The poem shifts when the view changes from the fields to a life just beyond, one where the “cotton gin stands tall in the money dream.” The mill represents a more substantial amount of money, a true “paycheck for the wife.” The poem then shifts again; the last section of the poem is contemplative and personal. “We could go back,” the poet thinks. The phrase echoes the first words of the poem, “We could be here,” the full meaning of which now becomes clear: The poet has lived here before and is speaking of a life he knows personally. He muses, “I could lose my job,/ This easy one that’s only words”: He could then be working in the fields or performing other manual labor. As he and his daughter eat their snowcones along the roadside, he sees a young boy crossing the road, “ He’s like me,’/ I tell my daughter.” The poem ends on a hopeful note as the boy leaps “Across the road where riches/ Happen on a red tongue.”
Last Updated on May 6, 2015, by eNotes Editorial. Word Count: 509
Soto is a noted author who grew up in California, the son of working-class Mexican American parents; he experienced the rigors of working as a migrant laborer. Knowing two worlds as he does, his sparse language mirrors the world in which he grew up.
The poem’s sentence structure is powerful because it is direct. “We could be here,” Soto begins. Later, in parallel language, he thinks, “We could go back.” In between he explains and describes, using few poetic devices. The poem contains only one simile, an ironic one. Papa’s field “wavered like a mirage”—not like the oasis which might be envisioned by a straggler in the desert, but a world so intense that a fieldworker’s vision of it shimmers in the heat. The blur of the field becomes the blur of life, a kind of blindness that occurs when sights must be set on little beyond day-by-day existence.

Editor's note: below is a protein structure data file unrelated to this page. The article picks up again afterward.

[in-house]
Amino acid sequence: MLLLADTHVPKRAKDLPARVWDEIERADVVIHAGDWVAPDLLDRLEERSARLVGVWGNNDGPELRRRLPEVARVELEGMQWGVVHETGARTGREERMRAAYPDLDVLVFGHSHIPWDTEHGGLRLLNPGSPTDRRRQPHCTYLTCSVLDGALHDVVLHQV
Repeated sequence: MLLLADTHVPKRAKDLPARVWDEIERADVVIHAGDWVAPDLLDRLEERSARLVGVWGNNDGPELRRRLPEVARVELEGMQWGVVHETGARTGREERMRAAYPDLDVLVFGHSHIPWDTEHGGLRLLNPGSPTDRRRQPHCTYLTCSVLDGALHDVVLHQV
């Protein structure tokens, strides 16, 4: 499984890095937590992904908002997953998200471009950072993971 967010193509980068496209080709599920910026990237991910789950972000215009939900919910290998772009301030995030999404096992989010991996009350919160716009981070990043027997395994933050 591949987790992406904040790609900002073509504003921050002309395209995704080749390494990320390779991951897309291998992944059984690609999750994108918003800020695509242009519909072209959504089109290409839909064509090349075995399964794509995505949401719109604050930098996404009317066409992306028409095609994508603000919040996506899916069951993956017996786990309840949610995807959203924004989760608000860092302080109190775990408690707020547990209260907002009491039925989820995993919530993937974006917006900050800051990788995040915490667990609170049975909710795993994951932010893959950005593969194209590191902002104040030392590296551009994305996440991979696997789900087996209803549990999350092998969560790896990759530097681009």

Personification reinforces the connection that Soto feels with those on both sides of the highway. The highway is “big-eyed/ With rabbits that won’t get across,” an image of anyone trying to escape from the valley without “look[ing] both ways,” something the “brown kid” knows how to do at the end of the poem. He knows how to leave the “hard life where the sun looks.” The sun is personified; it does not merely shine but “looks” fiercely, the strength of the “look” making work in the field that much more tiresome and difficult. Soto writes of the cotton gin’s appeal, a means beyond the field to earn more money to change one’s life circumstances. “The cotton gin stands tall,” prompting the reader to envision someone with head erect, chin out, shoulders back—an image resonant with being proud of one’s industry and accomplishment.